A vulnerability exists in the latest build of Foxit Reader, a PDF reader produced by the Foxit Corp., that could allow an attacker to inject malicious code into documents.
Details of the exploit were disclosed on Monday by Andrea Micalizzi, an independent security researcher based in Italy.
Essentially, to exploit Foxit, an attacker must get a user to open a PDF document on the web via an especially long URL. Secunia, the Danish vulnerability firm, warns that a boundary error in the reader’s browser plugin (npFoxItReaderPlugin.dll) can’t handle excessively long URLs and in turn, triggers a stack-based buffer overflow. Since the vulnerability can lead to system compromise, Secunia has classified the vulnerability as highly critical.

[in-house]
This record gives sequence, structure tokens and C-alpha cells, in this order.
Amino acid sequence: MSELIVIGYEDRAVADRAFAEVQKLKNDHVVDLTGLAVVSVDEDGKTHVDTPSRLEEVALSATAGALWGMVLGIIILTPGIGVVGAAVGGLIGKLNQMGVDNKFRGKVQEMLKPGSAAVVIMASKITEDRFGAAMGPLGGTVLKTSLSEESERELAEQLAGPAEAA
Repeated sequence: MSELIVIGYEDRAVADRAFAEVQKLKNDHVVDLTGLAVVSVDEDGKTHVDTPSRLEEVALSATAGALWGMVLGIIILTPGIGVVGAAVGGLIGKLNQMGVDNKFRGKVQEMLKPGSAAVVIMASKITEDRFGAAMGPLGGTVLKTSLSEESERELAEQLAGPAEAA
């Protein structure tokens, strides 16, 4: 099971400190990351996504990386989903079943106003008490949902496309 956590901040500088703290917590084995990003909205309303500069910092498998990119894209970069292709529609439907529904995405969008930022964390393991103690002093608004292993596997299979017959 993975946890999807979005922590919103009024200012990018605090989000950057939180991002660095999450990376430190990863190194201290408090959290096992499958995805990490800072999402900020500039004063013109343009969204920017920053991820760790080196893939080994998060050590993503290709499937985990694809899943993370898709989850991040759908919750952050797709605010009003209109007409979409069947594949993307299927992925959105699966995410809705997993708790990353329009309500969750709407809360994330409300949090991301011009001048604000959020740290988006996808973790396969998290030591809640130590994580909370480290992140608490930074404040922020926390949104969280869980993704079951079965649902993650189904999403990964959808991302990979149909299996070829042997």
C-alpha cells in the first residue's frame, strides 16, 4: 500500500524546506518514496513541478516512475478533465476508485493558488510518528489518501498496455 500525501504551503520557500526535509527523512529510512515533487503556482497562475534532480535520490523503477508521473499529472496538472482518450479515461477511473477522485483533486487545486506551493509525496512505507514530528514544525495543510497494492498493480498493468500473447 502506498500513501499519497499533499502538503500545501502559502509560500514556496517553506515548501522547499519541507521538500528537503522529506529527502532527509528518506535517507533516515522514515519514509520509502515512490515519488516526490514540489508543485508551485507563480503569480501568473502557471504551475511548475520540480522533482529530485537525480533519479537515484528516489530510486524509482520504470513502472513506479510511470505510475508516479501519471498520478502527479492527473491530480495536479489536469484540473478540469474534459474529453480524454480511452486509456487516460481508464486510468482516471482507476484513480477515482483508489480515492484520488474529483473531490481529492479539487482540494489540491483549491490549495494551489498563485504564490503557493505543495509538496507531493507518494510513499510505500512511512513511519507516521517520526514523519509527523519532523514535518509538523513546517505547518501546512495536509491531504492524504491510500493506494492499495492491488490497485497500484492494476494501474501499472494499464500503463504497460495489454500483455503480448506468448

Micalizzi writes that the most recent version of Foxit, 188.8.131.528 and the latest version of the plugin, 184.108.40.2060 are directly affected by the vulnerability while Secunia notes other versions may also be affected.
Foxit can be installed on Mozilla Firefox, Google Chrome, Opera and Safari and since there currently is no patch for the vulnerability, the best way to protect against it may be to just disable the software in any browsers where the reader is installed.
Foxit, much like their contemporaries at Adobe, have tried to stay ahead of the curve when it comes to new threats that target PDF documents. A few years ago, in the midst of a flurry of PDF-based attacks, Foxit added a Safe Mode to their product that blocked external commands from being executed by the software. The reader also began warning users before the software would run executable commands embedded in PDF documents.